“Other hit versions were recorded by Lionel Hampton (1938), Jo Stafford & the Pied Pipers (1944), and Tommy Dorsey & the Sentimentalists (1945).”
First recorded by Bing Crosby (US #12 1946).
Other popular versions by Ethel Merman & Ray Middleton (1946), Frank Sinatra (US# 2 1946), Perry Como (US #4 1946)
From the wiki: “‘They Say It’s Wonderful’ was written by Irving Berlin for the musical Annie Get Your Gun (1946), where it was introduced on Broadway by Ethel Merman and Ray Middleton. The song was first recorded and released on a 78 rpm by Bing Crosby in 1946, a version that say modest chart success. Merman and Middleton released a recorded ‘cast’ version later in 1946. Frank Sinatra and Perry Como both charted in 1946 with covers of ‘They Say It’s Wonderful’.
“In 1979, Merman recorded a ‘camp’ version for The Ethel Merman Disco Album but it was not released until issued as a bonus track on the CD reissue in 2002.”
First recorded by the Original Off-Broadway Cast of Hair (1967).
Hit versions by Zen (NETH #1 1968), Doug Parkinson in Focus (AUS #7 1969), The Cowsills (US #2 1969).
From the wiki: “Hair: The American Tribal Love-Rock Musical wass a Rock musical with a book and lyrics by James Rado and Gerome Ragni, and music by Galt MacDermot. The musical broke new ground in musical theater by defining the genre of ‘rock musical’, using a racially integrated cast, and inviting the audience onstage for a ‘Be-In’ finale. After an off-Broadway debut in October 1967 at Joseph Papp’s Public Theater and a subsequent run in a midtown discothèque space, the show opened on Broadway at the Biltmore Theatre on April 29, 1968 and ran for 1,750 performances. A cast album recorded by the original off-Broadway cast was released in 1967; the original Broadway cast recording, released in 1968, received a Grammy Award for Best Score from an Original Cast Show Album.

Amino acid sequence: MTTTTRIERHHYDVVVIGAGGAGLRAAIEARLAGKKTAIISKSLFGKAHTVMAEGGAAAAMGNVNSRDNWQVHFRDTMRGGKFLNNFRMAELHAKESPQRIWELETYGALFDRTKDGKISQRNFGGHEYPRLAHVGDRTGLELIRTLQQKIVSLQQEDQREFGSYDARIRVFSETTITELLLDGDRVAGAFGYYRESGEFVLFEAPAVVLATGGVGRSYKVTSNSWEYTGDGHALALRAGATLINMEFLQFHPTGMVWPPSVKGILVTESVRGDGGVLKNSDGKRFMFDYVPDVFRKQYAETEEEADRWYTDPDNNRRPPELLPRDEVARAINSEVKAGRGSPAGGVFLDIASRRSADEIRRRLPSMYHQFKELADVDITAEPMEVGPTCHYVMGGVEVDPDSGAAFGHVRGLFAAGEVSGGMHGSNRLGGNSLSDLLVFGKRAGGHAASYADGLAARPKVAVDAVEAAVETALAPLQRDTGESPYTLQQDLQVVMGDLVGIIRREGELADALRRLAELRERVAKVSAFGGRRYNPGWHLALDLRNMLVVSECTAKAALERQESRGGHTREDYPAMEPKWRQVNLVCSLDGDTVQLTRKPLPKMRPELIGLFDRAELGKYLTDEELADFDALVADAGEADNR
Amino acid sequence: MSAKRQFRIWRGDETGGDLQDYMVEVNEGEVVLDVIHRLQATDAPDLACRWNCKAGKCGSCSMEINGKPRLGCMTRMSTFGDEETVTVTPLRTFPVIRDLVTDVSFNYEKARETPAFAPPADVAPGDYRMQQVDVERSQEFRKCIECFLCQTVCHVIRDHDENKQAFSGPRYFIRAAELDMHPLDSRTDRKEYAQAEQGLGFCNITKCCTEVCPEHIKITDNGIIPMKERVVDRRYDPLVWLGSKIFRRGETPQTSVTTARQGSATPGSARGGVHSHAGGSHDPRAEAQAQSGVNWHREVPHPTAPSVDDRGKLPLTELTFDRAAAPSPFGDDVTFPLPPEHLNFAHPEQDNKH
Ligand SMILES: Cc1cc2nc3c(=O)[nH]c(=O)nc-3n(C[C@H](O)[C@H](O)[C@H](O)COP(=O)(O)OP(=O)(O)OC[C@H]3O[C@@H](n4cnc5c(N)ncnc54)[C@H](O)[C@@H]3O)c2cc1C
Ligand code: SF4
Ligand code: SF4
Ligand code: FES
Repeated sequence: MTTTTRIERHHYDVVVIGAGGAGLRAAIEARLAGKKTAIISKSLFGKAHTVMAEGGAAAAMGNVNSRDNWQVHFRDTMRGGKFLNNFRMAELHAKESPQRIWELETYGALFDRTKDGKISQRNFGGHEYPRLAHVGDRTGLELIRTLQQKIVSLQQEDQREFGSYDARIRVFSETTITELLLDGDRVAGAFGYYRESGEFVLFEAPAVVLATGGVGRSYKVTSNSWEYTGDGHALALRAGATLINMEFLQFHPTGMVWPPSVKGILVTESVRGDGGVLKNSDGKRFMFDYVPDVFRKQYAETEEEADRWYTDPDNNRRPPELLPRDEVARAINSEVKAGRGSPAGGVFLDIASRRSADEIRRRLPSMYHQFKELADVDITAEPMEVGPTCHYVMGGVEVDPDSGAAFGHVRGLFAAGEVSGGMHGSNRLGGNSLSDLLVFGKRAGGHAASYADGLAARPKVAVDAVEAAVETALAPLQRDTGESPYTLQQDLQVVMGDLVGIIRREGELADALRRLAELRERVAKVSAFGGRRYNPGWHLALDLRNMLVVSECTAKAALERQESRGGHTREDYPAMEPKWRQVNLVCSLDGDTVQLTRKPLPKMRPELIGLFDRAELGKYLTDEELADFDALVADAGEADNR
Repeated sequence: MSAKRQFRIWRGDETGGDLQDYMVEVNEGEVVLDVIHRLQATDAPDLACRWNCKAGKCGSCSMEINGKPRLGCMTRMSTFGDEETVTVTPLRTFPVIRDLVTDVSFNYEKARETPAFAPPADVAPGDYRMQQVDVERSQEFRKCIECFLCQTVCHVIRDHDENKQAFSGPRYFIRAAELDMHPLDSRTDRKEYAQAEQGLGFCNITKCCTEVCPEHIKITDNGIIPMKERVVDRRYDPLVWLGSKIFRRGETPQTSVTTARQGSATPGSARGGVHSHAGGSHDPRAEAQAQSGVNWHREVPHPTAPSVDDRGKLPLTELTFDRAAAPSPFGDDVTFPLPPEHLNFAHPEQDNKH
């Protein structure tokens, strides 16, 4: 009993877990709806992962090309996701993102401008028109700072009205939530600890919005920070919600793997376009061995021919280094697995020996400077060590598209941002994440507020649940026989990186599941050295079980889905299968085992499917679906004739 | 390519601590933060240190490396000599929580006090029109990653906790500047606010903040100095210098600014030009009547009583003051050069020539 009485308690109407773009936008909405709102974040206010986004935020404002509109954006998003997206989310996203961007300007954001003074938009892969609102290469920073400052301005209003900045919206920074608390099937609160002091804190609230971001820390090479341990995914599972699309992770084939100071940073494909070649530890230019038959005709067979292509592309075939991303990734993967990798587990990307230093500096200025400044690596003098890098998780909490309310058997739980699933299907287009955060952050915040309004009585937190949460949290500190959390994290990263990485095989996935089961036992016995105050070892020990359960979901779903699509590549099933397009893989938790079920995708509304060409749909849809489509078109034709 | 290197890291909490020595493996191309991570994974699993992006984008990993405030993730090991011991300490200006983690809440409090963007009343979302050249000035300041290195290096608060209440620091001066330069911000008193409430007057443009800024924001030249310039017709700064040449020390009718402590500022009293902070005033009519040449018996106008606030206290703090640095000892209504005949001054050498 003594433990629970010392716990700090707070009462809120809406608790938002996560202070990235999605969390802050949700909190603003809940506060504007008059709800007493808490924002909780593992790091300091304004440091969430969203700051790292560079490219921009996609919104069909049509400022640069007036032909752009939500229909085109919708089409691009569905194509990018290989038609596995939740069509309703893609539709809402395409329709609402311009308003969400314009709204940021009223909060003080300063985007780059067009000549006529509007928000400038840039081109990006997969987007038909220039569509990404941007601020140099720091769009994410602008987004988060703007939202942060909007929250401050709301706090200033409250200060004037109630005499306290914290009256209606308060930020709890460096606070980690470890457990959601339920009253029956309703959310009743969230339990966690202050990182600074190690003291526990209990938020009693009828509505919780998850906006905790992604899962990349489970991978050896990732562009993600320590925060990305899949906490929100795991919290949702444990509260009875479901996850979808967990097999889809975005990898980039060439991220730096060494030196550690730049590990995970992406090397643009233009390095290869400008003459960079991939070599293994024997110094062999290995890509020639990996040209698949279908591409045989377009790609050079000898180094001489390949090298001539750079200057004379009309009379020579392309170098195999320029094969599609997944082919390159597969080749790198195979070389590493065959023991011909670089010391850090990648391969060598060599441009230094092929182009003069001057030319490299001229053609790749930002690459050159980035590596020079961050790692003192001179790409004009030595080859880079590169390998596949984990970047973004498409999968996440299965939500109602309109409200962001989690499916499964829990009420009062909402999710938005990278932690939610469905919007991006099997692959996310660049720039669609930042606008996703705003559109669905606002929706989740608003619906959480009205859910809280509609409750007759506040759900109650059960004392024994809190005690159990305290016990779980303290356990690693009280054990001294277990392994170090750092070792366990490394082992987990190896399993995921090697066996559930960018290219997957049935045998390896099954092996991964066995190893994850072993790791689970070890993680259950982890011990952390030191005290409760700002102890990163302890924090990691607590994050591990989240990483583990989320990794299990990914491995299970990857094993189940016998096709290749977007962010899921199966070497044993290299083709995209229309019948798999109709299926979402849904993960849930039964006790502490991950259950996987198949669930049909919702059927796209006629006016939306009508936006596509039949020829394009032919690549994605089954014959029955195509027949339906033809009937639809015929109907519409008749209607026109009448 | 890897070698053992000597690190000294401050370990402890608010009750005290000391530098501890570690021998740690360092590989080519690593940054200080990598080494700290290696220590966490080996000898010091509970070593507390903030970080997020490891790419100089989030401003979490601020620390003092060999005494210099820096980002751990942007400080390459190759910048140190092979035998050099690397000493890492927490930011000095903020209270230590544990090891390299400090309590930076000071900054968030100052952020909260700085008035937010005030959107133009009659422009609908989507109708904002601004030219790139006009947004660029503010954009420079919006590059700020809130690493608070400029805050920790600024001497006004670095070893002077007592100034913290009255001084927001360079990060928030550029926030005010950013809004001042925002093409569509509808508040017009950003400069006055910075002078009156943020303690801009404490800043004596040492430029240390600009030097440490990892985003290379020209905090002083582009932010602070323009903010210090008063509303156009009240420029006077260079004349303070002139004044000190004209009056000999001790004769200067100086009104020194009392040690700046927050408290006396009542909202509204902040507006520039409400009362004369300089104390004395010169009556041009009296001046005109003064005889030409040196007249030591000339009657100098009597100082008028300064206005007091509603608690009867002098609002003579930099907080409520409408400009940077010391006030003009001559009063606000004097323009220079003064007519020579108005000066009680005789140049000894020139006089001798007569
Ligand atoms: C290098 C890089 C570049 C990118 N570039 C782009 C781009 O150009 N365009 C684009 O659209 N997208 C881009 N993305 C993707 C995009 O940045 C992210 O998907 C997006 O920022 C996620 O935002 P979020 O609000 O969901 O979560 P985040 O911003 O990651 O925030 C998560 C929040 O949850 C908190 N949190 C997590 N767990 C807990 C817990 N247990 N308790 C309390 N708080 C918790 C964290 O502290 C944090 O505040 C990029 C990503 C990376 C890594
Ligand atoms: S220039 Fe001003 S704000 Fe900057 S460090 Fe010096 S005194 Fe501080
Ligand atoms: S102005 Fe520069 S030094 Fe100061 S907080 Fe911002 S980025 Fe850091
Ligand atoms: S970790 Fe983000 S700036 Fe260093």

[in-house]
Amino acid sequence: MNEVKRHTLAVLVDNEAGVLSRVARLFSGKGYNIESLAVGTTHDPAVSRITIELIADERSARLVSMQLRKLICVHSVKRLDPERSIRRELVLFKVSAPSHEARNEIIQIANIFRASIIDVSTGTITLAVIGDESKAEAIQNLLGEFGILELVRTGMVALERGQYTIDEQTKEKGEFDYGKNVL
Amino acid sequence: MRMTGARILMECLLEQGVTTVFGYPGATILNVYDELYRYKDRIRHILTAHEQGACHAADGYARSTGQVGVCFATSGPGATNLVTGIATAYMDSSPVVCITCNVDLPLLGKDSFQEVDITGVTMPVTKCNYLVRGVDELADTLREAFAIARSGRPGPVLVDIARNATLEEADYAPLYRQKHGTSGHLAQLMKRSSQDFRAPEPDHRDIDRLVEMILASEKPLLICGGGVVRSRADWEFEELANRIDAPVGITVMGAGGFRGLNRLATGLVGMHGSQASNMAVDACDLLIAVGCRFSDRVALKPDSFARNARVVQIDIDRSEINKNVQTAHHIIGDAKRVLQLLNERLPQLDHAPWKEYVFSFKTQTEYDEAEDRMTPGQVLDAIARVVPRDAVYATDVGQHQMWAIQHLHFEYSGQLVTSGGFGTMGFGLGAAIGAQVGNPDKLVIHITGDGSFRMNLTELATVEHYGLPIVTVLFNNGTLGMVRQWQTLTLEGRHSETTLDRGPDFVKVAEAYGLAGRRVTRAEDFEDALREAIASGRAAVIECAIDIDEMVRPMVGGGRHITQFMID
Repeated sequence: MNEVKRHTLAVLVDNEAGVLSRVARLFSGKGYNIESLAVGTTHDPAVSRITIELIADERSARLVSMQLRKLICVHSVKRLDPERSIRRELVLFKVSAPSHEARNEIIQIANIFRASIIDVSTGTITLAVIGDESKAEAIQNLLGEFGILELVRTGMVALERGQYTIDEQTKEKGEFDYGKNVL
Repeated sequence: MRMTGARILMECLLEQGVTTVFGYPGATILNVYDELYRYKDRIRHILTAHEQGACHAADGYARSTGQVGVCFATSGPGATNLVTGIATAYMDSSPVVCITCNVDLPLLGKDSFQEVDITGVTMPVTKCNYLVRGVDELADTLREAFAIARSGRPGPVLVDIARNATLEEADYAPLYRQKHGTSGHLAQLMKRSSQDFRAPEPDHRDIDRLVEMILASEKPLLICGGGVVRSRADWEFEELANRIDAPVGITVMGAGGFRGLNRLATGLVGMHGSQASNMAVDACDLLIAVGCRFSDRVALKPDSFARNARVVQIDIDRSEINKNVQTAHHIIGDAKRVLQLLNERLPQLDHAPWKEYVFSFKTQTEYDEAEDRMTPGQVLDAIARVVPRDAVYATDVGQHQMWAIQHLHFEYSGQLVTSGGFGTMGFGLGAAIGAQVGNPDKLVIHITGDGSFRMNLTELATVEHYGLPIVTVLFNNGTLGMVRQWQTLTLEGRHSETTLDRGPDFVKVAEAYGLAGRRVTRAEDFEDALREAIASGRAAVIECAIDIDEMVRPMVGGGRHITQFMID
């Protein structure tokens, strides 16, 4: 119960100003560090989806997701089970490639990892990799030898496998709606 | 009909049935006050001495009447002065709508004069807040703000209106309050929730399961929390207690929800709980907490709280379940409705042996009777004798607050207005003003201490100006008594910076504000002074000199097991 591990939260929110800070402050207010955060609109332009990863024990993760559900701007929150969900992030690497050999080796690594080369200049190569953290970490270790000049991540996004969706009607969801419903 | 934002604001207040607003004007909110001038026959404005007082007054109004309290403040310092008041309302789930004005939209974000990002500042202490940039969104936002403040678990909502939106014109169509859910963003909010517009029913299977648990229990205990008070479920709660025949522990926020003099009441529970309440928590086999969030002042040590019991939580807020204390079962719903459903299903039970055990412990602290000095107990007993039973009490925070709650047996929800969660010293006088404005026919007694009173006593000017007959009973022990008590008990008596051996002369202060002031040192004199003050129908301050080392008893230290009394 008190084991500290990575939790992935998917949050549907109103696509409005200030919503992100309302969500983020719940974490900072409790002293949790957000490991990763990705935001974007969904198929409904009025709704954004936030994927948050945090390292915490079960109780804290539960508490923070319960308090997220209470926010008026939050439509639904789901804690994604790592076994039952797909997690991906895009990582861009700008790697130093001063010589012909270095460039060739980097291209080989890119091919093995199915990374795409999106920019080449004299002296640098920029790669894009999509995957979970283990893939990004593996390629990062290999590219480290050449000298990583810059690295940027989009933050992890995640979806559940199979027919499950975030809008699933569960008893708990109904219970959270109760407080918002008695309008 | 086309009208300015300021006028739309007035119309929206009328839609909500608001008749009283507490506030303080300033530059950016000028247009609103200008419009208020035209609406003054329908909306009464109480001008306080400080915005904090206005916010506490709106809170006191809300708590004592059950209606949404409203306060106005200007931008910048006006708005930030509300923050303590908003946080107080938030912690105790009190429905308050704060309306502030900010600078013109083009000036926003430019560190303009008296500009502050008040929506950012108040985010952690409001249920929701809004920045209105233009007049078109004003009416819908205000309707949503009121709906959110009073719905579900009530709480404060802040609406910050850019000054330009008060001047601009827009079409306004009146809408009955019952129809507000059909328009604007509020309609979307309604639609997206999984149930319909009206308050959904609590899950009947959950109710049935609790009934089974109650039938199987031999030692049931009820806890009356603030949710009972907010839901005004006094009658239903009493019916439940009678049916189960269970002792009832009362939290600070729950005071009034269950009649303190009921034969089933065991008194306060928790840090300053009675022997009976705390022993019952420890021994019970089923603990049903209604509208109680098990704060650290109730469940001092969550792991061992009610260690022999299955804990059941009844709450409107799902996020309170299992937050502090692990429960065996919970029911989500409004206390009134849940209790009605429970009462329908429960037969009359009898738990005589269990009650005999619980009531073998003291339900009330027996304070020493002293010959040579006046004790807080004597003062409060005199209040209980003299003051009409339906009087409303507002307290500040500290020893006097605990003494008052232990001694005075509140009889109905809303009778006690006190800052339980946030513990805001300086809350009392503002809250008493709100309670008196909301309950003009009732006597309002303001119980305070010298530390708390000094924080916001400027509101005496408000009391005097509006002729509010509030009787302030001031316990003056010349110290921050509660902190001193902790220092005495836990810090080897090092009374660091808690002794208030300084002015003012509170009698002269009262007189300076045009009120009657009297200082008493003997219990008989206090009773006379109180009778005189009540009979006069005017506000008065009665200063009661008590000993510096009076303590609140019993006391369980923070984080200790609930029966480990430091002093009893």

“The musical’s title song, ‘Hair’, begins as character Woof slowly croons his reason for his long hair, as tribe-mate Berger joins in singing they deem they ‘don’t know.’ They lead the tribe, singing ‘Give me a head with hair,’ ‘as long as God can grow it,’ listing what they want in a head of hair and their uses for it. A cover of ‘Hair’ became a major hit single for The Cowsills in 1969 and was their most successful charted single.”
First recorded by The Off-Broadway Cast of Hair (1967).
Hit version by The 5th Dimension (US #1/R&B #6/CAN #1/UK #11/AUS #3 1969).
From the wiki: “‘Aquarius/Let the Sunshine In’ is a medley of two songs written for the 1967 musical Hair by James Rado & Gerome Ragni (lyrics), and Galt MacDermot (music). Originally recorded as separate performances by the cast of Hair, the medley recorded by The 5th Dimension became one of the most popular songs of 1969 worldwide. ‘Aquarius’ was ranked #33 on the 2004 American Film Institute’s 100 Years … 100 Songs listing (in the motion-picture adaptation of Hair, produced in 1979).
“The lyrics of this song were based on the astrological belief that the world would soon be entering the ‘Age of Aquarius’, an age of love, light, and humanity, unlike the then-current ‘Age of Pisces’. The exact circumstances for the change are ‘When the moon is in the seventh house, and Jupiter aligns with Mars.’ This change was presumed to occur at the end of the 20th century; however, major astrologers differ extremely widely as to exactly when: Their proposed dates range from 2062 to 2680. ”
First recorded by The Joseph Consortium (1968).
Hit versions by Max Bygraves (AUS #1 1970), Jason Donovan (UK #1 1991).